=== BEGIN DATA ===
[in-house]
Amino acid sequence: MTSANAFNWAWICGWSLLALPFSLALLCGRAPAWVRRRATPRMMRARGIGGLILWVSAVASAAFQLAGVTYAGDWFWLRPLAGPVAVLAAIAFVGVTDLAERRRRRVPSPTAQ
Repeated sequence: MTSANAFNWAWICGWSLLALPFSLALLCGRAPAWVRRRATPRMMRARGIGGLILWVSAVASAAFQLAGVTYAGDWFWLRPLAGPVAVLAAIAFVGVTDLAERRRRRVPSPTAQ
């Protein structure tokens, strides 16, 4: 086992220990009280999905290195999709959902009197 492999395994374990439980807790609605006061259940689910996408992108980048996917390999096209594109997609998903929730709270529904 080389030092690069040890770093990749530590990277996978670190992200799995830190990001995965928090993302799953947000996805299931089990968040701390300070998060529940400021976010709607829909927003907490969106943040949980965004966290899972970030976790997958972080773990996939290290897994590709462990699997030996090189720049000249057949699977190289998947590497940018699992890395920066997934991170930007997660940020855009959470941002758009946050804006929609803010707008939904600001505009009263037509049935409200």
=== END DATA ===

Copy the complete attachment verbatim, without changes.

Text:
[in-house]
Amino acid sequence: MTSANAFNWAWICGWSLLALPFSLALLCGRAPAWVRRRATPRMMRARGIGGLILWVSAVASAAFQLAGVTYAGDWFWLRPLAGPVAVLAAIAFVGVTDLAERRRRRVPSPTAQ
Repeated sequence: MTSANAFNWAWICGWSLLALPFSLALLCGRAPAWVRRRATPRMMRARGIGGLILWVSAVASAAFQLAGVTYAGDWFWLRPLAGPVAVLAAIAFVGVTDLAERRRRRVPSPTAQ
């Protein structure tokens, strides 16, 4: 086992220990009280999905290195999709959902009197 492999395994374990439980807790609605006061259940689910996408992108980048996917390999096209594109997609998903929730709270529904 080389030092690069040890770093990749530590990277996978670190992200799995830190990001995965928090993302799953947000996805299931089990968040701390300070998060529940400021976010709607829909927003907490969106943040949980965004966290899972970030976790997958972080773990996939290290897994590709462990699997030996090189720049000249057949699977190289998947590497940018699992890395920066997934991170930007997660940020855009959470941002758009946050804006929609803010707008939904600001505009009263037509049935409200």